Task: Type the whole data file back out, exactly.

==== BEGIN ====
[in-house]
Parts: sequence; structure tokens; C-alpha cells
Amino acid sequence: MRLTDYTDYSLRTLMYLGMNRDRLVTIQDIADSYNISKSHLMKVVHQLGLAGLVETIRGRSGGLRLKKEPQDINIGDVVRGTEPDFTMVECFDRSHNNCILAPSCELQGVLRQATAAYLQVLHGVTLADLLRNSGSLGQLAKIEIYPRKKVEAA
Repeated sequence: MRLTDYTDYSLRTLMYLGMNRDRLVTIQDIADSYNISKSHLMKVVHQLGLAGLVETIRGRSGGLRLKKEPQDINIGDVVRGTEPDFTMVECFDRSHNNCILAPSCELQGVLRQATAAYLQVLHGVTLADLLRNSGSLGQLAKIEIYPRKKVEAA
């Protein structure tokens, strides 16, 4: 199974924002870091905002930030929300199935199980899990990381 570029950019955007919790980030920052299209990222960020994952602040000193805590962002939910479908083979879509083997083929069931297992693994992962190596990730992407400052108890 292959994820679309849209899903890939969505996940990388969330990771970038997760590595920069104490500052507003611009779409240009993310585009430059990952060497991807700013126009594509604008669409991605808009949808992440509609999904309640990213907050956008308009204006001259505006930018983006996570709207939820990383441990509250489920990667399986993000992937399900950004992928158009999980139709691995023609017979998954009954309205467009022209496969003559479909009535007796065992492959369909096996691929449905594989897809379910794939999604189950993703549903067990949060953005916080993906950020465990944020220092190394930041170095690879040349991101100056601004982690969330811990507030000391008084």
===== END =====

[in-house]
Parts: sequence; structure tokens; C-alpha cells
Amino acid sequence: MRLTDYTDYSLRTLMYLGMNRDRLVTIQDIADSYNISKSHLMKVVHQLGLAGLVETIRGRSGGLRLKKEPQDINIGDVVRGTEPDFTMVECFDRSHNNCILAPSCELQGVLRQATAAYLQVLHGVTLADLLRNSGSLGQLAKIEIYPRKKVEAA
Repeated sequence: MRLTDYTDYSLRTLMYLGMNRDRLVTIQDIADSYNISKSHLMKVVHQLGLAGLVETIRGRSGGLRLKKEPQDINIGDVVRGTEPDFTMVECFDRSHNNCILAPSCELQGVLRQATAAYLQVLHGVTLADLLRNSGSLGQLAKIEIYPRKKVEAA
């Protein structure tokens, strides 16, 4: 199974924002870091905002930030929300199935199980899990990381 570029950019955007919790980030920052299209990222960020994952602040000193805590962002939910479908083979879509083997083929069931297992693994992962190596990730992407400052108890 292959994820679309849209899903890939969505996940990388969330990771970038997760590595920069104490500052507003611009779409240009993310585009430059990952060497991807700013126009594509604008669409991605808009949808992440509609999904309640990213907050956008308009204006001259505006930018983006996570709207939820990383441990509250489920990667399986993000992937399900950004992928158009999980139709691995023609017979998954009954309205467009022209496969003559479909009535007796065992492959369909096996691929449905594989897809379910794939999604189950993703549903067990949060953005916080993906950020465990944020220092190394930041170095690879040349991101100056601004982690969330811990507030000391008084």